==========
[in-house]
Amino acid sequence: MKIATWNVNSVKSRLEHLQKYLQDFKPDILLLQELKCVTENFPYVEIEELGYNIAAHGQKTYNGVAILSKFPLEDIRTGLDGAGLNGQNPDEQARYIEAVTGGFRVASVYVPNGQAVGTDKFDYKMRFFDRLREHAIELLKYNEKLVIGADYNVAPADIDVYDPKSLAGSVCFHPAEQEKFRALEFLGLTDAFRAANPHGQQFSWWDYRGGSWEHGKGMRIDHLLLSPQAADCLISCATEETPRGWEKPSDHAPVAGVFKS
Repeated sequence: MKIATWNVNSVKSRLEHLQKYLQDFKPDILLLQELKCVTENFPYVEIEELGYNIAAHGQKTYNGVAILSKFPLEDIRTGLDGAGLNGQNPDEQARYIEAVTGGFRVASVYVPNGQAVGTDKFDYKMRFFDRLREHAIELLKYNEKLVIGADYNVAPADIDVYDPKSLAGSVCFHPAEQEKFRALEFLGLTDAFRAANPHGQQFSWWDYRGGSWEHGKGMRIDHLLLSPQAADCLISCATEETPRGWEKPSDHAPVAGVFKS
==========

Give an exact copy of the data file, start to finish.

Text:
[in-house]
Amino acid sequence: MKIATWNVNSVKSRLEHLQKYLQDFKPDILLLQELKCVTENFPYVEIEELGYNIAAHGQKTYNGVAILSKFPLEDIRTGLDGAGLNGQNPDEQARYIEAVTGGFRVASVYVPNGQAVGTDKFDYKMRFFDRLREHAIELLKYNEKLVIGADYNVAPADIDVYDPKSLAGSVCFHPAEQEKFRALEFLGLTDAFRAANPHGQQFSWWDYRGGSWEHGKGMRIDHLLLSPQAADCLISCATEETPRGWEKPSDHAPVAGVFKS
Repeated sequence: MKIATWNVNSVKSRLEHLQKYLQDFKPDILLLQELKCVTENFPYVEIEELGYNIAAHGQKTYNGVAILSKFPLEDIRTGLDGAGLNGQNPDEQARYIEAVTGGFRVASVYVPNGQAVGTDKFDYKMRFFDRLREHAIELLKYNEKLVIGADYNVAPADIDVYDPKSLAGSVCFHPAEQEKFRALEFLGLTDAFRAANPHGQQFSWWDYRGGSWEHGKGMRIDHLLLSPQAADCLISCATEETPRGWEKPSDHAPVAGVFKS